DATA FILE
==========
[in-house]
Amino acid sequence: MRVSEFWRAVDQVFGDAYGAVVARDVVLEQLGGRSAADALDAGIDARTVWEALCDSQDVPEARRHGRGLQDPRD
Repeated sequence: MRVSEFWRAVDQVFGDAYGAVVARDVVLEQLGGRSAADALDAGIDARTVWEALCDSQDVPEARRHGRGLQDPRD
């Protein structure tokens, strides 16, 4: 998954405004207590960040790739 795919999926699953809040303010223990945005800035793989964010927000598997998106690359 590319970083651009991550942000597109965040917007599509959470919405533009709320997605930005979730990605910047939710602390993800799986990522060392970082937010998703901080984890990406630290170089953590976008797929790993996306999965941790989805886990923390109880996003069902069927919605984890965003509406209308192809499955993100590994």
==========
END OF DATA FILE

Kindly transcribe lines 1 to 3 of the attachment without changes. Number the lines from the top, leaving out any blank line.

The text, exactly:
[in-house]
Amino acid sequence: MRVSEFWRAVDQVFGDAYGAVVARDVVLEQLGGRSAADALDAGIDARTVWEALCDSQDVPEARRHGRGLQDPRD
Repeated sequence: MRVSEFWRAVDQVFGDAYGAVVARDVVLEQLGGRSAADALDAGIDARTVWEALCDSQDVPEARRHGRGLQDPRD